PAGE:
The goal is to turn data into information and information into insights.

Carly Fiorina, Former Executive, HP

Data scientists have a tough job — no matter how bad or dirty data is, we need to come up with ways to make the data consumable.

At Atlan, we’ve been building tools that allow even the most complicated data sets to be visualized in simple ways. In the search to make data digestible, we discussed and debated which is the best tool for presenting our insights. I spent some time dabbling with two tools in the market — Google Charts and D3.js — and hope to review both tools objectively through this blog post.

In the search to make data digestible, we discussed and debated which is the best tool for presenting our insights. I spent some time dabbling with two tools in the market — Google Charts and D3.js — and hope to review both tools objectively through this blog post.

This review is just a view of my own Google searches, opinions, and experiences, so please feel free to give suggestions, advice, or opinions in the comments section below.

What is Google Charts?

Google Charts is a Google product that contains various charts ranging from the simplest line graph to a complex hierarchical tree map. With ready-to-use examples for all the charts and easy-to-implement features like embedding and exporting charts as pngs, Google Charts have come a long way since it was introduced in 2007.

What is D3.js? 

D3.js is a different kind of tool altogether. It is not a core charting tool, actually. As the name suggests (Data Driven Documents), it’s a library used to manipulate DOM objects using data. D3.js offers extraordinary flexibility and doesn’t tie you to a strict framework, letting you implement creative, complex thoughts on data visualization.

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Advantages of Google Charts over D3.js

  • Google Charts can’t create many variety of graphs when compared to D3.js; but what it can complete, it does it perfectly.
  • It has a very easy-to-use API, compared to D3.js where you have to build every axis, line, and bar from scratch. In Google Charts, just call the graph, enter the data correctly, customize the style and bingo, you are done.
  • Google Charts can be picked up by a non-tech person, but the same can not be said for D3.js, where at least some basic knowledge of JavaScript is required to start making graphs. Learning D3.js will a take lot of time.
  • Google Charts has a big plus point as you can easily export charts to pngs. We can achieve the same effect in D3.js with some tweaks, but there is no direct and easy support from D3.js.

Advantages of D3.js over Google Charts

  • One of the major points in favor of D3.js is that you can make your visualizations the way you want. This is not possible in Google Charts, where you can only create frequently used charts like bar, line, column, etc.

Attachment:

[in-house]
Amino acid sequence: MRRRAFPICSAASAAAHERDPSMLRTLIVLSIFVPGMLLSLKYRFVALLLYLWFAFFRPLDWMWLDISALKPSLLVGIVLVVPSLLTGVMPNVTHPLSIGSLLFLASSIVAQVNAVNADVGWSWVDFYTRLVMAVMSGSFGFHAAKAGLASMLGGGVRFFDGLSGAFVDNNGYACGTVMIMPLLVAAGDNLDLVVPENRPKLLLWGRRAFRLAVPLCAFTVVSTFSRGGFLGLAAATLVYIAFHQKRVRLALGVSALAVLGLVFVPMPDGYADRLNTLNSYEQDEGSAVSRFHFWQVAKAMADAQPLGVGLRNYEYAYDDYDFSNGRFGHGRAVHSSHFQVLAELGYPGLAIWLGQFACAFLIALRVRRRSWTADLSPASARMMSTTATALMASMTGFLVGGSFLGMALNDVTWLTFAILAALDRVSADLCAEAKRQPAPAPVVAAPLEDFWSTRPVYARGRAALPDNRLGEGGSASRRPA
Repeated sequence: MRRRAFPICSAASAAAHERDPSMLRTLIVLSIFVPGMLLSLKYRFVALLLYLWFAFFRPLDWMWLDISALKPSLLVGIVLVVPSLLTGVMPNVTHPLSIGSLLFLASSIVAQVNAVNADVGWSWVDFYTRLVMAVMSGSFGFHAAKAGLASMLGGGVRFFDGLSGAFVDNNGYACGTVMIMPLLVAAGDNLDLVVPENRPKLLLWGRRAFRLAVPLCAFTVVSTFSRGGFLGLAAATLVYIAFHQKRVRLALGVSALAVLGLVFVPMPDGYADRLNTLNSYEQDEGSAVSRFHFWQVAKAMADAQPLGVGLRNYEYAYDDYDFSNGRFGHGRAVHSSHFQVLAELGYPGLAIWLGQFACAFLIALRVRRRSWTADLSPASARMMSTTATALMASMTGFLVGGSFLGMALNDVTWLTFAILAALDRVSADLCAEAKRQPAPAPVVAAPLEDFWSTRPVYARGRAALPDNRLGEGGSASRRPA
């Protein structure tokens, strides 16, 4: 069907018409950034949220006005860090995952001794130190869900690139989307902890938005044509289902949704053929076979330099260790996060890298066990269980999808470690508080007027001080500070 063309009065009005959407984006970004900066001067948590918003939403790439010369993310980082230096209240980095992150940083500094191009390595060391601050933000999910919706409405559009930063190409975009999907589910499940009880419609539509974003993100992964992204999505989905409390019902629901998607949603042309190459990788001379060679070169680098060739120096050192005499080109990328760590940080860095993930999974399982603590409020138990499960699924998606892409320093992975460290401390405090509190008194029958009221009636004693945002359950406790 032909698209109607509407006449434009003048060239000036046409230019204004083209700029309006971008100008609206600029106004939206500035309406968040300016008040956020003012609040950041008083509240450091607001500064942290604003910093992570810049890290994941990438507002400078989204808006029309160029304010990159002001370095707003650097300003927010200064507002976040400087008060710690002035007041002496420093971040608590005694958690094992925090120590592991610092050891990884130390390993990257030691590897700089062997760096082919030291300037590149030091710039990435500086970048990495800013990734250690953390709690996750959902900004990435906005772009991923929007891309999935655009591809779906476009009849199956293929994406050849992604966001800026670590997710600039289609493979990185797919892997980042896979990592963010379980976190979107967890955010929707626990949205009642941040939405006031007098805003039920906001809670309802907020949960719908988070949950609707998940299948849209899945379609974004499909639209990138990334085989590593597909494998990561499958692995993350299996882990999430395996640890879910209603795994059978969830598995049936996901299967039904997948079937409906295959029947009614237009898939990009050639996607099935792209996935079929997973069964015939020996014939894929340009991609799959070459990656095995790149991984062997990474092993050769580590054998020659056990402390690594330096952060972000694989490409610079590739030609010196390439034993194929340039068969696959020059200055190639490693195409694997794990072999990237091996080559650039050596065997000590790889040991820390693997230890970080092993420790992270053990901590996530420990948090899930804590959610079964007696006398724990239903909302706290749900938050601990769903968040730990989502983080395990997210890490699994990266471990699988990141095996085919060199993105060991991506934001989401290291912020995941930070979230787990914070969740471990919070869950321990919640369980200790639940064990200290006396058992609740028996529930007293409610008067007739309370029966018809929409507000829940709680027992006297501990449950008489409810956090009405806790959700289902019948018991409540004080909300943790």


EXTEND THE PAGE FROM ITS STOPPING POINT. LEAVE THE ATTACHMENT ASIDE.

• While some of the Google Charts do not support a large amount of data and have some limit, D3.js can be used for data ranging from bits to gigabits and it will still go strong.
  • Even with the general graphs, you can add many other DOM functions in D3.js like zoom or click functions for any graph you want, which is not quite possible for all the Google Charts.

Google Charts are best for those who want basic and simple graphs without wasting much time. D3.js graphs are for those who want to create complex, customized graphs. The learning process for D3.js can be slow, but, once you get used to it, D3.js is a lot of fun to play around with.

On a lighter note, I would like to say that Google Charts are for those who use Windows OS and D3.js are for those who use Linux/Unix OS. And about Mac OS users? I think they are smart enough to choose which one is best for them 😉

P.S. I love Ubuntu.

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Author

Product Engineer, trying to humanize data at Atlan. Tweets at @tksumanth1994.

6 Comments

  1. Pingback: Google Charts – webdatavisualization

  2. Thanks for posting this article. It is very useful.

    “On a lighter note, I would like to say that Google Charts are for those who use Windows OS and D3.js are for those who use Linux/Unix OS. And about Mac OS users? I think they are smart enough to choose which one is best for them”

    Even though you prefaced this with “on a lighter note”, I don’t think Mac OS users are smarter than Windows users necessarily. The prevalent opinion that Windows users are dumb is simply not accurate.

  3. Akshay Chawla Reply

    As someone who’s just started getting his hands wet with d3, it looks pretty daunting. I guess once I get ahead of that learning curve, it should become more and more obvious that It’s not just a charting library.

  4. Nowadays a better comparison might be to C3.js, which provides charts built on top of D3.js . Could you please add that comparison?

  5. “Google Charts are for those who use Windows OS and D3.js are for those who use Linux/Unix OS”

    There’s no correlation between Linux and D3.js, or Windows and Google Charts. I think you’re trying to liken the greater complexity, flexibility and control offered by D3.js to similar benefits of Linux over Windows which would be a fair comparison but only as an analogy. If that’s the intention it needs some rewording – the way it is you’re either saying if you like complexity for the sake of it choose Linux and D3.js, or worse, you’re saying if you use Windows then the simplicity of Google Charts is suitable which is really presumptuous.

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